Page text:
$ python3 m tf2onnx.convert \
checkpoint ./models/bar/Train_775000.meta \
output bar.onnx \
outputs add:0 \
inputs Placeholder:0,Placeholder_1:0,Placeholder_2:0
...
...  ERROR  Tensorflow op [CB1/ExtractImagePatches_1: ExtractImagePatches] is not supported
...  ERROR  Tensorflow op [CB1/ExtractImagePatches: ExtractImagePatches] is not supported
...  ERROR  Unsupported ops: Counter({'ExtractImagePatches': 2})
...
However, we get an error.
stubbing the ExtractImagePatches
operation
tf.extract_image_patches
is a
TensorFlow 1 operation^{3}3.
In TensorFlow 2, the function has been renamed
to tf.image.extract_patches
.
that produces multiple (potentially overlapping) copies of regions of an image represented as a tensor.
The exact details of how it works are not important.
The error produced by tf2onnx means that this operation is unable to be converted
into equivalent ONNX operations.
To work around this, we mark this TensorFlow operation as a custom operation. Later, we will handle it during the execution of the ONNX model by delegating this operation directly to TensorFlow through Python. As we will learn, this strategy is bad for performance.
First we need a function that rewrites the offending operation node:
from tf2onnx import utils, constants
def convert_extract_image_patches(ctx, node, _name, _args):
node.type = "ExtractImagePatches"
node.domain = constants.CONTRIB_OPS_DOMAIN
ksizes = node.get_attr_value("ksizes")
# ...
ksizes_const = ctx.make_const(
utils.make_name("ksizes_const"),
np.array(ksizes, dtype=np.int32)
)
# ...
# Remove all node attributes.
for key in list(node.attr.keys()):
del node.attr[key]
# Add attribute values as inputs to operation.
ctx.replace_inputs(node, node.input + [
ksizes_const.output[0],
# ...
])
TensorFlow's extract_image_patches
operation accepts keyword arguments as parameters, but these are
not automatically converted to inputs that we can read from during model execution. Hence, we construct
new constants for keyword arguments such as ksizes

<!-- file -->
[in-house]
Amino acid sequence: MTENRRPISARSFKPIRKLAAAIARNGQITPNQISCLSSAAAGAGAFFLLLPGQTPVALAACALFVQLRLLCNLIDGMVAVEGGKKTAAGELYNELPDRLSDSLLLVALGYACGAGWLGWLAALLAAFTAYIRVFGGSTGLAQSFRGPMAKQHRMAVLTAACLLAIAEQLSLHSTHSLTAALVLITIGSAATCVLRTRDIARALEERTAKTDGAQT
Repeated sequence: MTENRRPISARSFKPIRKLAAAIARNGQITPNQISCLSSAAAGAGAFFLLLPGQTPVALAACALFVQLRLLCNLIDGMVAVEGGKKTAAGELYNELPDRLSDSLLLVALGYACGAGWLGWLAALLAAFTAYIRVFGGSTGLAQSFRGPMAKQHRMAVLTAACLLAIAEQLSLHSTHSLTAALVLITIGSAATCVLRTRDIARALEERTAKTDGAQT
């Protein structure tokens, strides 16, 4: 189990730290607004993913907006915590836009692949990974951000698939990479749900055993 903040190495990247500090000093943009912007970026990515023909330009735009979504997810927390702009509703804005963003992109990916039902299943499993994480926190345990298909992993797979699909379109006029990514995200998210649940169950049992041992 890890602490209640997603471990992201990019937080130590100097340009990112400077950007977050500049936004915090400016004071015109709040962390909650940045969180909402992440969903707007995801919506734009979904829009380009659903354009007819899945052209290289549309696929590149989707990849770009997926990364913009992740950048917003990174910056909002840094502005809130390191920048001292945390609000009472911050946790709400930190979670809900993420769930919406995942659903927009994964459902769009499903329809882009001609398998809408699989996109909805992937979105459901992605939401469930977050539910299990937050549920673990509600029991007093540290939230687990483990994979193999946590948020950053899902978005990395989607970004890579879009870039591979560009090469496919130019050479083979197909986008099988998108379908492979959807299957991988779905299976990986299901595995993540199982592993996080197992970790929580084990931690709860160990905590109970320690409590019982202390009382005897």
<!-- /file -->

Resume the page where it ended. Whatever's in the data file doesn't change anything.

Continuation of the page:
and add them as inputs to our custom operation node.
Then, we invoke tf2onnx's conversion API with our ExtractImagePatches
handler:
# ...
(onnx_graph, _) = tf2onnx.convert.from_graph_def(
graph, input_names=inputs, output_names=outputs,
custom_op_handlers={"ExtractImagePatches": (convert_extract_image_patches, [])},
extra_opset=[utils.make_opsetid(constants.CONTRIB_OPS_DOMAIN, 1)],
)
# ...
With this, the TensorFlow models are converted without errors.
The produced ONNX models are already less than 15MB in size. One reason for this is that DeepCreamPy uses a GAN (generative adversarial network) structure for its model which consists of a generator (that produces plausible image fills) and a discriminator (that essentially decides whether the fills are accurate or not). Since the model output does not use the discriminator, this entire part of the graph has been pruned away.
The full code for this section is in this file.
running the ONNX models
To run our new ONNX models, we use the onnxruntime
package:
import onnxruntime
session_options = onnxruntime.SessionOptions()
session = onnxruntime.InferenceSession("bar.onnx", session_options)
def predict(self, censored, unused, mask):
# ...
[output] = session.run(["add:0"], {
"Placeholder:0": censored,
"Placeholder_1:0": unused,
"Placeholder_2:0": mask,
})
# Return our only output.
return output
However, some adjustments need to be made for this code to work.
delegating ExtractImagePatches
To handle our stubbed ExtractImagePatches
operation, we delegate its execution directly to TensorFlow.
We use the onnxruntime_extensions
package to register a handler for this operation:
import tensorflow as tf
from onnxruntime_extensions import onnx_op, PyCustomOpDef
tf = tf.compat.v1
tf.enable_eager_execution()
@onnx_op(op_type="ExtractImagePatches",
inputs=[PyCustomOpDef.dt_float,
PyCustomOpDef.dt_int32,
...],
outputs=[PyCustomOpDef.dt_float])
def extract_image_patches(arr, ksizes, ...):
return tf.extract_image_patches(
arr,
ksizes.tolist(),
# ...
).numpy()
ONNX converts inputs to the ExtractImagePatches
into numpy
arrays and passes them to our handler.
We pass these inputs into TensorFlow's extract_image_patches
operation and then convert the result
back into a numpy
array which we return.
We also need to tell ONNX that our Python code contains custom operation handlers:
from onnxruntime_extensions import get_library_path